bynkii (bynkii) wrote,

Dracula Rests

It brings me no joy to note that Fred Saberhagen died on June 29th. (There is some irony to linking to his Wikipedia entry since I found out about his death on Chuqui's site, in an entry talking about how fubar'd Wikipedia is.)

I discovered Saberhagen via Omni magazine, who had published some short stories of his from his Berserker line. I can't say that I was instantly a Saberhagen fanboy, but I enjoyed them quite a lot. He came up with some rather fascinating scenarios for how life was able to fight back against its greatest threat.

However, it was The Dracula Tape, and its lesser-known cousin, The Frankenstein Papers that I ended up enjoying far more. Saberhagen broke no ground in telling a monster story from the monster's point of view, (Grendel by John Gardner beat him to that by a few years.) But he told Dracula's side with panache and style, and a voice that was completely believable as that of Vlad Tepes. True, the rest of the series was a bit hit and miss, (Sherlock Holmes is Dracula's nephew in some bizarre way), and sometimes stretched a bit thin, (Fighting Morgan Le Fay on a frozen Lake Michigan in Chicago), but even in its weaker moments, Saberhagen kept Dracula from getting too silly as a character. That alone makes that series a highly enjoyable read.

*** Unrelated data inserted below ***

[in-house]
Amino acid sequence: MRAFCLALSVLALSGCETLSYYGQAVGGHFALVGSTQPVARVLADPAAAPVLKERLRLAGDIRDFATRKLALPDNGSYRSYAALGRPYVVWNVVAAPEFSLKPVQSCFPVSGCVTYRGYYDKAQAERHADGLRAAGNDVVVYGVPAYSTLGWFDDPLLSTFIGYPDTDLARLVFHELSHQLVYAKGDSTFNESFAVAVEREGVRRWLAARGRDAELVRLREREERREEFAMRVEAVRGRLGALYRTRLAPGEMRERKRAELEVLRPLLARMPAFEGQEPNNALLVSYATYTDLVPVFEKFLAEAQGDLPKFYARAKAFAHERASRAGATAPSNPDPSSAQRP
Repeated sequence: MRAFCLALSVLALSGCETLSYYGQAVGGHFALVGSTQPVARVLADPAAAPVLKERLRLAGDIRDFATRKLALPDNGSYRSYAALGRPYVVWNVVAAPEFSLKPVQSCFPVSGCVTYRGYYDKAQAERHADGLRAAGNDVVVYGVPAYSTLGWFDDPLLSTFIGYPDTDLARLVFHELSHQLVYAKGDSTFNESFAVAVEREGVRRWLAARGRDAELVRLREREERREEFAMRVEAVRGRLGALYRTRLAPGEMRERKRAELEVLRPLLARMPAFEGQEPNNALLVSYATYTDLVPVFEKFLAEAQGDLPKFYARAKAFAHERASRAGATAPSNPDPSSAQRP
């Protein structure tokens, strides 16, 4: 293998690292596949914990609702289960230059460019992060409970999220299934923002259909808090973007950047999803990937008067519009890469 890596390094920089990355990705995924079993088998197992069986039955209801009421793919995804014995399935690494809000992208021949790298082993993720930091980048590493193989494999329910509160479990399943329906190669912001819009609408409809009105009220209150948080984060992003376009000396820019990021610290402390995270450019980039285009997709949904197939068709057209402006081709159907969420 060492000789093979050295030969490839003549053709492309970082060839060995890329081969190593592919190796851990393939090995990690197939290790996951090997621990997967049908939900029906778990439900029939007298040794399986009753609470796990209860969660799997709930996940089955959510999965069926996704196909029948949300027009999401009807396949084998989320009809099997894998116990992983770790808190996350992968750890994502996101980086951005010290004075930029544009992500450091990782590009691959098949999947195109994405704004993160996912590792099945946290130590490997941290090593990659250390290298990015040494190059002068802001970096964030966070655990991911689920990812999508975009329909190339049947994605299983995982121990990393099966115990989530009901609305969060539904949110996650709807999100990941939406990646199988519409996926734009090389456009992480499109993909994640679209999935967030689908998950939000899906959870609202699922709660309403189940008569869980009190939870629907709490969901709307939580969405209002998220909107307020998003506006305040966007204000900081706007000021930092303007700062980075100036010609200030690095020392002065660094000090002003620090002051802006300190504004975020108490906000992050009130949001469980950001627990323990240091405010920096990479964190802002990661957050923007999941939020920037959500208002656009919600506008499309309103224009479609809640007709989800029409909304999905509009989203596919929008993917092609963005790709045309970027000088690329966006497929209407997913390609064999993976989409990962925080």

So goodbye Fred, you'll be missed.

I think that's one of the downsides of getting see the people who created what you love dying off.
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